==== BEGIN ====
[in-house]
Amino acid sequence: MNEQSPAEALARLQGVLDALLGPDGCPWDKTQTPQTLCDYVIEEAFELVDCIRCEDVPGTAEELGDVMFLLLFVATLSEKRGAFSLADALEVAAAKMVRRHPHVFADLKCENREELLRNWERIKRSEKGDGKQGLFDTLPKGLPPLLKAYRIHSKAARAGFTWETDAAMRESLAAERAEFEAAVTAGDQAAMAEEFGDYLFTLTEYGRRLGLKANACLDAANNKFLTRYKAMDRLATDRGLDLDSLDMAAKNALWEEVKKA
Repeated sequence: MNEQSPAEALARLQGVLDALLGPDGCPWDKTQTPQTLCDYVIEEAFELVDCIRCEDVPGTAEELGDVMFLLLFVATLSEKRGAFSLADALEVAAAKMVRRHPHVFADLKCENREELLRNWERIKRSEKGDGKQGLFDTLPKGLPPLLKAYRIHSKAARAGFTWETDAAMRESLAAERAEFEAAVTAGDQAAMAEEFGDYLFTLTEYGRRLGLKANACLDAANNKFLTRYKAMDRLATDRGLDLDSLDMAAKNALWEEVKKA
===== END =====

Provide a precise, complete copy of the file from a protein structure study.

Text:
[in-house]
Amino acid sequence: MNEQSPAEALARLQGVLDALLGPDGCPWDKTQTPQTLCDYVIEEAFELVDCIRCEDVPGTAEELGDVMFLLLFVATLSEKRGAFSLADALEVAAAKMVRRHPHVFADLKCENREELLRNWERIKRSEKGDGKQGLFDTLPKGLPPLLKAYRIHSKAARAGFTWETDAAMRESLAAERAEFEAAVTAGDQAAMAEEFGDYLFTLTEYGRRLGLKANACLDAANNKFLTRYKAMDRLATDRGLDLDSLDMAAKNALWEEVKKA
Repeated sequence: MNEQSPAEALARLQGVLDALLGPDGCPWDKTQTPQTLCDYVIEEAFELVDCIRCEDVPGTAEELGDVMFLLLFVATLSEKRGAFSLADALEVAAAKMVRRHPHVFADLKCENREELLRNWERIKRSEKGDGKQGLFDTLPKGLPPLLKAYRIHSKAARAGFTWETDAAMRESLAAERAEFEAAVTAGDQAAMAEEFGDYLFTLTEYGRRLGLKANACLDAANNKFLTRYKAMDRLATDRGLDLDSLDMAAKNALWEEVKKA